The maids looked at each other awkwardly before the one closest to him mumbled “Sir, it seems you have not heard, but your mother has run off…Your father went to join her and it appears that she is now gone. Some of her clothes are even missing.”
Levi stared at them incredulously before frowning, stepping closer to them. The maids looked hesitant and lowered their heads in case their master went into a rare rage. He did not, however, and gritted his teeth as he asked “Does Father know about this…?” The maids merely nodded in reply and tried to busy themselves with dusting once more. Growling quietly, Levi turned on his heel and stormed into his father’s office.
Stepping into his father’s office to shout at his father, he paused when he noticed the detective. Assuming his manners quickly, as he was a noble Bianchi after all, he smiled politely and bowed his head in greeting. “Hello there, sir. I did not realize my father had company…” Sending his father an agitated look, he continued to speak look at his father but spoke in the direction of the Detective. “It seems our mother has decided to leave us, and Father has failed to mention this to me. I assumed he would be alone in his office mourning.”
Turning to the detective once more, that boyish smile returned as he attempted to use his own charm to cover his anger. Running a hand irritably through his hair, he used his free one to pull his carton of cigarettes out of his breast pocket. Placing it to his lips, he removed his hand from his hair and lit the cigarette. Folding his hands in front of him as he puffed away, he focused on his father’s desk in an attempt to see what he was up to.
First he noticed the rosary beads, and relief washed over him. Perhaps his father was feeling something in regards to his mother’s disappearance. Stepping closer to the desk, he reached down to clasp his father’s shoulder reassuringly. “I’m sure you just wish to keep yourself preoccupied then until we know of her whereabouts.” Removing his hand, Levi then saw the stack of letters and bills his father had not attended to. Chuckling quietly, he picked up the stack and paced around the desk while rifling through the mail. As he passed bill after bill, he noticed a scarlet envelope. Turning it in his hands slowly, he raised an eyebrow and ripped it open. After reading the contents, he chuckle once more and turned to his father. “There is a masquerade ball on Friday, and our audience is requested to join alongside the Roxburgs. It seems there are some urgent news regarding the latest matters in the papers there needs to be discussed.”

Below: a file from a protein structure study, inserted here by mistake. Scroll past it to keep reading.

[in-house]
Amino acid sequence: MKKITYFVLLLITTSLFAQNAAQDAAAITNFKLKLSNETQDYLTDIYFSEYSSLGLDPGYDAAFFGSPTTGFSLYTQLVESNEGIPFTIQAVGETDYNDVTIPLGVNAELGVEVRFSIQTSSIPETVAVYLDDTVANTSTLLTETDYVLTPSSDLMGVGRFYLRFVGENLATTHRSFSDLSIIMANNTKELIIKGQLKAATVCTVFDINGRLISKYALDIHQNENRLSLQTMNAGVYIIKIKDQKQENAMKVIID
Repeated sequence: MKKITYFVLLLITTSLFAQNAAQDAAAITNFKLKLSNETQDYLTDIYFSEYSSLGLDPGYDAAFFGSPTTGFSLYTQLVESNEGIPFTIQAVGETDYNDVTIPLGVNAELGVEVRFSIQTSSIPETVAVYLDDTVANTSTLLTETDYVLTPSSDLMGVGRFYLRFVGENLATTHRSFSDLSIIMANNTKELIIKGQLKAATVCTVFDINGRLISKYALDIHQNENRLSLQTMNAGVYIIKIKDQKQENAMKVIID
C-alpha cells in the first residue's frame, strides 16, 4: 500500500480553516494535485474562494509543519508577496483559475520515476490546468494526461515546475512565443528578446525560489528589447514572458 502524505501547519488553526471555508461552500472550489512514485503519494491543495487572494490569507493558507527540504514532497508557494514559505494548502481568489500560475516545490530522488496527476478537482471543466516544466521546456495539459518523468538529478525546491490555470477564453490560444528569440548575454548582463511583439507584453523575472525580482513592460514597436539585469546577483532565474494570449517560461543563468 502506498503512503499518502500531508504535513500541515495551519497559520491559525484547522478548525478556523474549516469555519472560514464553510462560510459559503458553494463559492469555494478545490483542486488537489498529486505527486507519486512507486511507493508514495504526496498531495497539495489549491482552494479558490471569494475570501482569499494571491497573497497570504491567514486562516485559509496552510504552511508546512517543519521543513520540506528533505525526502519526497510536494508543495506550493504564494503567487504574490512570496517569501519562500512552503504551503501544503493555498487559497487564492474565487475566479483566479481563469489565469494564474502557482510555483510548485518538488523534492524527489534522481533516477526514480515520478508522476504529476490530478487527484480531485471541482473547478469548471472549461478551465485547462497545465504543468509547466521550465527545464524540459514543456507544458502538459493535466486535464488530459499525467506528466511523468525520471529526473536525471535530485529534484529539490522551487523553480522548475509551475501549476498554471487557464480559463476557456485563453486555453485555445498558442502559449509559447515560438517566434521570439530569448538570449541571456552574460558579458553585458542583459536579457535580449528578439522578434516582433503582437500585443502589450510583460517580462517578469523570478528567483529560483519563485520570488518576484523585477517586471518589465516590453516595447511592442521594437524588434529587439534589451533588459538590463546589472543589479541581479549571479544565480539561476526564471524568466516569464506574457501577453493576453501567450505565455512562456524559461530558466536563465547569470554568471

Levi passed the invitation to is father and looked up at the detective. “So I assume that is why you are here then?” It seemed the subject of Phoebe was going to be lost into the chaos of this new impending issue, and he realized he might have to be the one to go and attend to the remarkable human. Turning back to is father, he smiled slightly “What can I do to help?”
Regardless of what Levi may have thought of his Father’s relationship or lack of apparent care for his departed wife, the fact was, he had not notified Levi that his mother was in fact gone. It was not that Johnathon did not wish to run and tell him, he did, but there was that side of him that believed to panic and act irrationally was a sign of weakness. Instead, he internalized his sorrow, and did mourn the fact she had no longer wished to be a part of his or his son’s life. If only one was to stare into Johnathon’s eyes would they see the truth behind the expressionless face. Our eyes are the windows to our very souls, and Johnathon’s eyes were indeed haunted by the fact that he could not give his wife what she needed most.
The Detective knew Levi since he was but a young boy, and thought of him like the son he never had. Levi always treated him with such respect whenever he came to visit his Father, and Reginald believed that the future of the Bianchi families good work in the community would only continue with Levi’s drive and compassion for others. When Levi entered the room, he did look to be angered, possibly having only just heard the news about his mother, from of all people, the maids of the household. It would have been more fitting if Johnathon had done the task, but under the circumstances, he was lost in his sorrow. Reginald smiled warmly at Levi, as he entered the room